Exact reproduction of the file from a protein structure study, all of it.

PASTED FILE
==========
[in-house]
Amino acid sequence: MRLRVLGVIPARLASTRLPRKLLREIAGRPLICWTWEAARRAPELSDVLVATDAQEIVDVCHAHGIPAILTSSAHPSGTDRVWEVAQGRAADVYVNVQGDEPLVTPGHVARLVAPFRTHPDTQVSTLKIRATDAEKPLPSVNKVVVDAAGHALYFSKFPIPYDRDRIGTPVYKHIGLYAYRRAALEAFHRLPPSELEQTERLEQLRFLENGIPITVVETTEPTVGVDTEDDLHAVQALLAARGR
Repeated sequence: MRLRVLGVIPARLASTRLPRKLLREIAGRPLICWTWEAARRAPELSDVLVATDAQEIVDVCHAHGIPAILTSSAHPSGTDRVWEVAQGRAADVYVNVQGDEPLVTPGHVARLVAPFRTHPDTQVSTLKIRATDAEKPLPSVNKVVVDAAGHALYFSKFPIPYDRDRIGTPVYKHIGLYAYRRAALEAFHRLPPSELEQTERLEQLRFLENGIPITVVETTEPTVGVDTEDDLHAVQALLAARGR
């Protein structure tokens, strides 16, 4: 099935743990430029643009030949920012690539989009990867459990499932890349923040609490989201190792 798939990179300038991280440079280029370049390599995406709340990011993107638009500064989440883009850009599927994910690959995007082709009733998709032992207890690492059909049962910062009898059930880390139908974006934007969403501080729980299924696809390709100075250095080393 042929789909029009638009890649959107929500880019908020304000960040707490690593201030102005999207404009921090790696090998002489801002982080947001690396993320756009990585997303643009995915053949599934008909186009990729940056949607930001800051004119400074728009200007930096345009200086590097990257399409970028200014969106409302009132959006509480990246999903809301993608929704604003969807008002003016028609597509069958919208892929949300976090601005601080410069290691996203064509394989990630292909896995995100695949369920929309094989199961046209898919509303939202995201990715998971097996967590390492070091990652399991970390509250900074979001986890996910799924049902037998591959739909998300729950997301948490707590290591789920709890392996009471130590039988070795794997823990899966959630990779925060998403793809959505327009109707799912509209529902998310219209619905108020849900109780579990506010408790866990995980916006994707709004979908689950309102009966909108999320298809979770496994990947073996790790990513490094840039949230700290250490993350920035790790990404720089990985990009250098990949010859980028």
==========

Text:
[in-house]
Amino acid sequence: MRLRVLGVIPARLASTRLPRKLLREIAGRPLICWTWEAARRAPELSDVLVATDAQEIVDVCHAHGIPAILTSSAHPSGTDRVWEVAQGRAADVYVNVQGDEPLVTPGHVARLVAPFRTHPDTQVSTLKIRATDAEKPLPSVNKVVVDAAGHALYFSKFPIPYDRDRIGTPVYKHIGLYAYRRAALEAFHRLPPSELEQTERLEQLRFLENGIPITVVETTEPTVGVDTEDDLHAVQALLAARGR
Repeated sequence: MRLRVLGVIPARLASTRLPRKLLREIAGRPLICWTWEAARRAPELSDVLVATDAQEIVDVCHAHGIPAILTSSAHPSGTDRVWEVAQGRAADVYVNVQGDEPLVTPGHVARLVAPFRTHPDTQVSTLKIRATDAEKPLPSVNKVVVDAAGHALYFSKFPIPYDRDRIGTPVYKHIGLYAYRRAALEAFHRLPPSELEQTERLEQLRFLENGIPITVVETTEPTVGVDTEDDLHAVQALLAARGR
């Protein structure tokens, strides 16, 4: 099935743990430029643009030949920012690539989009990867459990499932890349923040609490989201190792 798939990179300038991280440079280029370049390599995406709340990011993107638009500064989440883009850009599927994910690959995007082709009733998709032992207890690492059909049962910062009898059930880390139908974006934007969403501080729980299924696809390709100075250095080393 042929789909029009638009890649959107929500880019908020304000960040707490690593201030102005999207404009921090790696090998002489801002982080947001690396993320756009990585997303643009995915053949599934008909186009990729940056949607930001800051004119400074728009200007930096345009200086590097990257399409970028200014969106409302009132959006509480990246999903809301993608929704604003969807008002003016028609597509069958919208892929949300976090601005601080410069290691996203064509394989990630292909896995995100695949369920929309094989199961046209898919509303939202995201990715998971097996967590390492070091990652399991970390509250900074979001986890996910799924049902037998591959739909998300729950997301948490707590290591789920709890392996009471130590039988070795794997823990899966959630990779925060998403793809959505327009109707799912509209529902998310219209619905108020849900109780579990506010408790866990995980916006994707709004979908689950309102009966909108999320298809979770496994990947073996790790990513490094840039949230700290250490993350920035790790990404720089990985990009250098990949010859980028």